Plans to ship water from the north to the south of England are being worked on by the industry across three regions, MPs have been told.

Trevor Bishop, organisational development director at the Water Resources South East (WRSE) group of regional industry stakeholders, outlined the plans at a meeting of the Environment, Food and Rural Affairs (EFRA) select committee in parliament this week.

Giving evidence for the committee’s inquiry to scrutinise Defra’s draft water national policy statement (NPS), he said WRSE was working with two other regional counterparts to transfer supplies from the north to the south via the river Severn.

Bishop said the project, which is designed to balance water resources between the relatively wet north and drier south, could also tap Welsh supplies.

In a letter to the National Infrastructure Commission (NIC) last October, WRSE said feasibility studies on an inter-regional transfer between United Utilities, Severn Trent and Thames Water in association with the Environment Agency and Natural Resources Wales were being carried out.

Inter-regional water transfers, which were backed by the NIC in a report last year, are one of the key types of infrastructure that the NPS is designed to facilitate.

Bishop also expressed fears over proposals in the NPS for water infrastructure projects to deliver net gains for the environment, such as enhanced biodiversity.

“One scheme could be delivering benefits in another area. If it is too tightly defined within a particular scheme, it could lead to quite perverse decisions,” he said, backing up concerns raised by Richard Aylard, external affairs and sustainability director at Thames Water.

He had warned the committee that a requirement to prove net environmental gain from new water infrastructure could thwart projects coming forward.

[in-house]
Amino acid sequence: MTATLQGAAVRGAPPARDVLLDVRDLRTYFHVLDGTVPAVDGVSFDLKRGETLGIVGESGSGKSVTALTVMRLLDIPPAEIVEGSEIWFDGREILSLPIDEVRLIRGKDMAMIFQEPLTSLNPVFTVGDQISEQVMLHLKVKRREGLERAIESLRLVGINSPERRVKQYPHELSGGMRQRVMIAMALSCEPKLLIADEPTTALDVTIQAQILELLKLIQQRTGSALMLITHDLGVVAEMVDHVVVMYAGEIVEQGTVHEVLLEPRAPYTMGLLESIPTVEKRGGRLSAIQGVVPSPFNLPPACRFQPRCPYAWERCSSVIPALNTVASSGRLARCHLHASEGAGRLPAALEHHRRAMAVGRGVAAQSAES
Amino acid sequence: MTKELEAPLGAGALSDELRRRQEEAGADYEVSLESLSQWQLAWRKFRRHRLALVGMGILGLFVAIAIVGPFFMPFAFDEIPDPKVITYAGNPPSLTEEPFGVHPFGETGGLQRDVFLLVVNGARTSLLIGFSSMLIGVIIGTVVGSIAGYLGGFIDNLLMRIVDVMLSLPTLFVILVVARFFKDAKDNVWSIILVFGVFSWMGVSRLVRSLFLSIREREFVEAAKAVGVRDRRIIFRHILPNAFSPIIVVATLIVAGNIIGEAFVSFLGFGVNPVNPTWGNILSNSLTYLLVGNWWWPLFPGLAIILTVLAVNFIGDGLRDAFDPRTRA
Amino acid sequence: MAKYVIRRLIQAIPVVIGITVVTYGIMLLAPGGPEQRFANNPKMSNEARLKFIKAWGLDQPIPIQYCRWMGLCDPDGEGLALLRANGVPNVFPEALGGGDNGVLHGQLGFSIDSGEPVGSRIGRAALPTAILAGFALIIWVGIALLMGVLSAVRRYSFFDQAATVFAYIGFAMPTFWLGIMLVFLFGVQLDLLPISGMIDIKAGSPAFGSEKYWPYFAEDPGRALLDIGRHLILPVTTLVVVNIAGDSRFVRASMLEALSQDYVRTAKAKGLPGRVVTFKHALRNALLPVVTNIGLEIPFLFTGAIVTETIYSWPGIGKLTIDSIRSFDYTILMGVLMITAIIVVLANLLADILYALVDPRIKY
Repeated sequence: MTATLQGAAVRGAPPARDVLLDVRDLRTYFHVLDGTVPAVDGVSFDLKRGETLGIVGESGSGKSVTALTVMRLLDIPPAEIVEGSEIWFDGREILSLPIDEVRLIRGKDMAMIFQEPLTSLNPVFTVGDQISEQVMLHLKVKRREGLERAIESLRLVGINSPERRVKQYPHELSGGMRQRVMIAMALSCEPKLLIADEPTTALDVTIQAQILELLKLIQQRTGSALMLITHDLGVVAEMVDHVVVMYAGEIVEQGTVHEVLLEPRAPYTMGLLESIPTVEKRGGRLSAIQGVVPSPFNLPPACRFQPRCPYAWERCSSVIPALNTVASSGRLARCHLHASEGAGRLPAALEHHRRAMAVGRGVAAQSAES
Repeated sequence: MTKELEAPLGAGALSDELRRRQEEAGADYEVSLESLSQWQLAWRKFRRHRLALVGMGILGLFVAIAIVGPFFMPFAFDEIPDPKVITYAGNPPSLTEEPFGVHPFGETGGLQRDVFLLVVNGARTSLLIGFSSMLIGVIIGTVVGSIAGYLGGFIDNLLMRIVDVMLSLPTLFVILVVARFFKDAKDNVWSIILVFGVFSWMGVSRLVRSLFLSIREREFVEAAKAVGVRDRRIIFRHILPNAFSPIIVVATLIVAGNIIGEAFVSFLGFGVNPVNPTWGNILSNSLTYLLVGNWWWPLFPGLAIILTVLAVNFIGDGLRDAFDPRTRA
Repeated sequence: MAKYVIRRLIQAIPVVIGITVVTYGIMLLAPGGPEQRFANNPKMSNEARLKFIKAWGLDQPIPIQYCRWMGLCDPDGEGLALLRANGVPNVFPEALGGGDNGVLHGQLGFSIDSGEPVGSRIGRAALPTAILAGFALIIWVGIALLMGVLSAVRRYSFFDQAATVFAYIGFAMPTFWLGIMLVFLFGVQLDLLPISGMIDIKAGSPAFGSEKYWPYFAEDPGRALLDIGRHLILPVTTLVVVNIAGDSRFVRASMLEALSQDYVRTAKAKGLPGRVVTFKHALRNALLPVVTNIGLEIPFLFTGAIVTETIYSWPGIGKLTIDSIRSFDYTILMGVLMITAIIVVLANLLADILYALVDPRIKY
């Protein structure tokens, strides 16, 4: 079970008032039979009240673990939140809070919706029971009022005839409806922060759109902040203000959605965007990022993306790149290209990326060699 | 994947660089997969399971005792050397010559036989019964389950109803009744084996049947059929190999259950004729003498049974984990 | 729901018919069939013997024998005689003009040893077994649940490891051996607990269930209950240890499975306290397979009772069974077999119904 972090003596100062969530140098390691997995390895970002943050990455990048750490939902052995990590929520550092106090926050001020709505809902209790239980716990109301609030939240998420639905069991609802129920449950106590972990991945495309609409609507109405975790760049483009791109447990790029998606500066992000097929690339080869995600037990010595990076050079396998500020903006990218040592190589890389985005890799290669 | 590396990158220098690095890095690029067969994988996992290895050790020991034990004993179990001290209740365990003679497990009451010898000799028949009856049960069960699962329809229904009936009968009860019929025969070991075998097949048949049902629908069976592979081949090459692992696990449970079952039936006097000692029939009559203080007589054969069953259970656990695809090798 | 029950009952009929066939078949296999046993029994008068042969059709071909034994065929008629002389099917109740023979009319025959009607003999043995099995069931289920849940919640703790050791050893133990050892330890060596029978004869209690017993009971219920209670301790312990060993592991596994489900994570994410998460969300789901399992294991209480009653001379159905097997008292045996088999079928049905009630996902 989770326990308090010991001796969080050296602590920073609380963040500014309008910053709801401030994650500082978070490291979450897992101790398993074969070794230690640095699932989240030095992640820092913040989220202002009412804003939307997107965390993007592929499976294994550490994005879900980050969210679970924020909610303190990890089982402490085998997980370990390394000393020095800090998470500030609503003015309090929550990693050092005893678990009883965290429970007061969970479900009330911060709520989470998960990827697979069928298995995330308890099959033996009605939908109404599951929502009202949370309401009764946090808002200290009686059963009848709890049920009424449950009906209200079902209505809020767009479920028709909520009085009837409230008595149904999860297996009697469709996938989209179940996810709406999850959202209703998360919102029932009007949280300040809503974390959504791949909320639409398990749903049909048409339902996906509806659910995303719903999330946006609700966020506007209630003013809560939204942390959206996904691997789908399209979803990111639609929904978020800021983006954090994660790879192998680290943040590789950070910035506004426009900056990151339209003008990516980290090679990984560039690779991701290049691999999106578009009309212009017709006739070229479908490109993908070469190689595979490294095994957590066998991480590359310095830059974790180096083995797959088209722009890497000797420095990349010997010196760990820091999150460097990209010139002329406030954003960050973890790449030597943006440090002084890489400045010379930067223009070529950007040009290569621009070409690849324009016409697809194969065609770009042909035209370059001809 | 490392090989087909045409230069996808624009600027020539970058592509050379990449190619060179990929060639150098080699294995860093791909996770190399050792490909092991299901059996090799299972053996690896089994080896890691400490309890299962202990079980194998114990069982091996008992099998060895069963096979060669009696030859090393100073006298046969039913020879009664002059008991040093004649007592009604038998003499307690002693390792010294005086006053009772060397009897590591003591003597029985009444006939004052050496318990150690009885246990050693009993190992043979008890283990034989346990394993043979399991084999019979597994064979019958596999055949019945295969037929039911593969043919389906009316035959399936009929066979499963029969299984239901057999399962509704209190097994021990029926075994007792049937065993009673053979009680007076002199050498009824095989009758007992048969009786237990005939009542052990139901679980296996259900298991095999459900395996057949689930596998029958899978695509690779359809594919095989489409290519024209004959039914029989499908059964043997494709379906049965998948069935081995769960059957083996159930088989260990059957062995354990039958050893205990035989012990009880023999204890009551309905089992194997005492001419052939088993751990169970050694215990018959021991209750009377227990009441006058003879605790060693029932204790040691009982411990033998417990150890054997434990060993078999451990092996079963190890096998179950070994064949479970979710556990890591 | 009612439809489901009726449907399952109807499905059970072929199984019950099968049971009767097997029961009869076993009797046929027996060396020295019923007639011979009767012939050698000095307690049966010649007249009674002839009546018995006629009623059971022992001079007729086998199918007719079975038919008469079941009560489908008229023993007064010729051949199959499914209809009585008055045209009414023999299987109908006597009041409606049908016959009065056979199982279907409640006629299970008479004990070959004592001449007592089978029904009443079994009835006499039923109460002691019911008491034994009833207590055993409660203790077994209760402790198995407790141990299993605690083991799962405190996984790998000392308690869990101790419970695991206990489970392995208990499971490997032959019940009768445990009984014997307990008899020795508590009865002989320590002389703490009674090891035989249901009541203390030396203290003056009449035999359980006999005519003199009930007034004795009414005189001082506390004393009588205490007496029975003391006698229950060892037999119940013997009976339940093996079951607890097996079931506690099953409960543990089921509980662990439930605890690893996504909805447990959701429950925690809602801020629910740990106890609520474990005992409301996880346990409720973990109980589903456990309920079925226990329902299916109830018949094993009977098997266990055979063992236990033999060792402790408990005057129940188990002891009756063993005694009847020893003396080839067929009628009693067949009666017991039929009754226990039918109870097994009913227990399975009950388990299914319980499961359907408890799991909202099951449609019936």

“Being required to prove net gain could potentially present unnecessary barriers to schemes’ progress and could result in an overall outcome that is less environmentally beneficial than if you deliver that scheme,” Aylard said.

He explained that additional biodiversity is relatively easy to furnish in new reservoirs, proving a net environmental gain could be “much more difficult” with transfer schemes that result in an influx of invasive water species into a different area.

Aylard said that when considering water infrastructure schemes wider environmental benefits must be taken into account not merely those directly delivered by from the scheme.

He also said that Thames’ long gestating plans for a new reservoir near the Oxfordshire town of Abingdon would help to future proof against climate change in London and the south east, which is expected to experience increased rainfall in the winter and vice-versa in the summer.

“In climate change terms, it’s a good solution because we are storing water in the wetter winters and releasing it in the drier summers.”

Aylard also said that electricity generated by turbines, which water will pass through when it is released from the reservoir, would provide half of the energy used by the new facility.

Hannah Stanley-Jones, head of water resources at Anglian Water, told the committee the east of England supplier is working on the provision of a new reservoir in south Lincolnshire, which is identified as the site for a new storage facility in its water resource management plan.

Last year, Steve Robertson, the chief executive of Thames Water met with Utility Week for an interview shortly before he went to an informal meeting with Severn Trent, United Utilities and Ofwat about water transfer between regions.

He said: “I’m pretty damn sure that wouldn’t have happened two years ago, I don’t even think it would have happened a year ago. I think that’s a really good thing because the needle is moving with this and one of our challenges is to make sure we all stay ahead of the curve rather than behind the curve.”

Robertson added: “I have a personal sense of urgency about it. Ideally there is a lot of stuff I would have liked to see already happening. We need to get on. We cannot be sitting on our hands. We really need to be getting on. The NIC report is a good wake up call.”

While he said he was pleased there was a focus on infrastructure he suggested that equally there should be a “focus on consumption”.

“There’s a big role for water companies but what about the rules around white goods, building regulations and planning – why are water companies not statutory members of the planning process?” he said.